6. Join a Networking Group: Or, if you were networking and stopped, try it again. I’ve spoken with job seekers who have had unlucky experience with networking groups. Perhaps joining a smaller group of networkers who will offer support and job search advice is the way to go.

7. Seek Professional Help If Needed: Sometimes, the stress of being out of work is too much to handle on your own. You may feel anxious and even depressed. It’s important to realize this. Take advice from family and friends when applicable, and seek help from a therapist if need be. You may find talking with a non-judgmental third party refreshing.

Getting Back on Your Bicycle

You’ve fallen off your bicycle, figuratively speaking, so now it’s time for a surge of energy. Try as best you can to put the facts and figures behind you. Remember that you were and will continue to be a productive employee.

Photo: Flickr, Václav Soyka


6 ways to get through unemployment

At the request of a LinkedIn connection, I read a sobering Newsweek article called Dead Suit Walking and was transported back to when I was unemployed. All the negative feelings I experienced filled my head, but I also thought about what got me through six months of being out of work. Here are five suggestions for those of you are unemployed.

1. Know that you’re not the only one who’s out of work

Currently 5.0% of U.S citizens are listed as unemployed (US Bureau of Labor Statistics ); although, the percentage is certainly higher, given that those who no longer collect UI benefits are not counted.

As I sat through career search workshops during my months of unemployment, I was relieved to realize that other talented people were also unfortunate to have been laid off. In other words, you’re not the only one.

Now that I lead workshops at the same career center, some of my customers approach me to say they appreciate my emotional support…as well as my career advice. Sometimes I wonder which is most important to them.

2. Realize that feelings of despondency, inadequacy, and even depression are natural

You may be experiencing feelings you’ve never had before: bouts of crying for no apparent reason, short temper with family members and friends; a diminished sex drive; lack of motivation. These feelings, and more, are symptoms of unemployment; you’re not going crazy.

Note: If you feel your mood taking a serious nose dive, seek therapy.

The article states about the emotional impact: “It’s devastating. The extreme reaction is suicide, but before you get there, there’s irritability and anger, fatigue, loss of energy, withdrawal, drinking, more fights with their wives.”

3. It’s time to be proactive, not reactive

You’ve heard of the Hidden Job Market (HJM) and may choose to ignore that only 25% of all jobs are advertised. Based on how my customers have found employment, I’m here to tell you that it certainly exists. However, you will not penetrate it without networking and becoming a student of the labor market.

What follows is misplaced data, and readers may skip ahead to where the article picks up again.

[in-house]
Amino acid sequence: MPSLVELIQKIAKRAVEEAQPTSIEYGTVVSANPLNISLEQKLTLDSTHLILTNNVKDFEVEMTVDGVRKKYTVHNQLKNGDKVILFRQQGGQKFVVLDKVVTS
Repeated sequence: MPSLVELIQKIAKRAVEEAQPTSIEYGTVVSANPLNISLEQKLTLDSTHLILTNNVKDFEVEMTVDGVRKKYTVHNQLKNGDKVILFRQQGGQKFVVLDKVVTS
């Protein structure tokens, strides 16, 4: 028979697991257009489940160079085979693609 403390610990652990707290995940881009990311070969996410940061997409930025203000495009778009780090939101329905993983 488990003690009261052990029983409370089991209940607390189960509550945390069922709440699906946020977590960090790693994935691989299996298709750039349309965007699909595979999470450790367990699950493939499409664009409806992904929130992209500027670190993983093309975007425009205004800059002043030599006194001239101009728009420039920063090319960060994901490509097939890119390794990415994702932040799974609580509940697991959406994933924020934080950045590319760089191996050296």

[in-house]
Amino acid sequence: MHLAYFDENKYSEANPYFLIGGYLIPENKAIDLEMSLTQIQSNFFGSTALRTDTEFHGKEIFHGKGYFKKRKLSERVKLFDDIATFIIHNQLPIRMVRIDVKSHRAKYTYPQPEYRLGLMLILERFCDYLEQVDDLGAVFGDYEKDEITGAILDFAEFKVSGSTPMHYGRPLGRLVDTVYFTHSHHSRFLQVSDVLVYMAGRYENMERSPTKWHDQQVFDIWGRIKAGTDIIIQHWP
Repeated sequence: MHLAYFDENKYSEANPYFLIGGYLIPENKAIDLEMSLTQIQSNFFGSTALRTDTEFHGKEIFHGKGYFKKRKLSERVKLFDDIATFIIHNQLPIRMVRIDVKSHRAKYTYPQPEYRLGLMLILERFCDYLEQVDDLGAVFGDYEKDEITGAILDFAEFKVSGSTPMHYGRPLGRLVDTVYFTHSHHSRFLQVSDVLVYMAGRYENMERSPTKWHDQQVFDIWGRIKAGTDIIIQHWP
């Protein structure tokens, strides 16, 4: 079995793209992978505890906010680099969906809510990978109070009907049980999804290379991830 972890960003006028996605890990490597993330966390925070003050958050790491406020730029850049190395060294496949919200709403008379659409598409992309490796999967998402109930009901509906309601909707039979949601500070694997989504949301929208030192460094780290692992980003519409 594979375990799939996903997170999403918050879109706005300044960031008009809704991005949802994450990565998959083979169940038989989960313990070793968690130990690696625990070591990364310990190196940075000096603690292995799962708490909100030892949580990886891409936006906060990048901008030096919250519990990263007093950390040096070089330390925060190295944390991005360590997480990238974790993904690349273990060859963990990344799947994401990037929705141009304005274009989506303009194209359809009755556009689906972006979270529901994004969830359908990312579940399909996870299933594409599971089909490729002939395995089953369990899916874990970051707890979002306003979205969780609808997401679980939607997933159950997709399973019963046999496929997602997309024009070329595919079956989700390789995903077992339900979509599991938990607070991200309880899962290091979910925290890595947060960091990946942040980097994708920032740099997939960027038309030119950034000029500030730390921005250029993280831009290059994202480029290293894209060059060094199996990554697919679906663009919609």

How will this help you with your downtrodden mood? When you are proactive and take your job search into you own hands, you’ll feel better about yourself.

4. Rely on family and friends to help you through the tough times

It is much better having that support to lean on than going it alone. The article looks at unemployment from a man’s point of view and discusses the feeling of inadequacy men feel when their wife has to go to (or back to) work.

Both men and woman have to push aside this hang-up and believe that they’re not in this alone. If you can’t find support in your immediate family, you must find it elsewhere, perhaps with friends, extended family, networking partners, etc. Most importantly, make it clear that your job search comes first; you are still working 40 hours a week, just in a different form.

5. Be good to yourself

Because you’re out of work doesn’t mean you can’t enjoy the basics of life, a nice home-cooked meal, a movie rental, an occasional outing, get-togethers with friends.

I tell my customers that their new job is finding a job, but I warn them against burnout that can occur if they spend too much time looking for work and not enough enjoying the better parts of their life.

6. Get out of your house

Take a walk, go to the gym, or start home projects that will further increase your sense of accomplishment. Get away from the computer you’re sitting at for six hours a day. Some jobseekers tell me being out of work has encouraged them to walk…for the first time. Exercise is great for the mind and your emotions.

Develop a routine where you’re getting up every morning at the same time and leaving the house at the same time. Remember what it was like to have a routine when you worked? Losing that routine can take a toll on your emotions.

Being unemployed is a life-altering experience. It has been compared to losing a relative, going through a divorce, suffering through a serious illness, and other calamities. But keep in mind that while these traumatic events are permanent, being unemployed is temporary.

There is no easy way to get through unemployment, and those who say it has no impact on their psyche are either lying to you or themselves. In the words of one of the people interviewed for the Newsweek story, “It’s humbling.” When humility turns into despair, you must act and look forward to the small victories.

If this post helps you, please share it with others on LinkedIn or Twitter.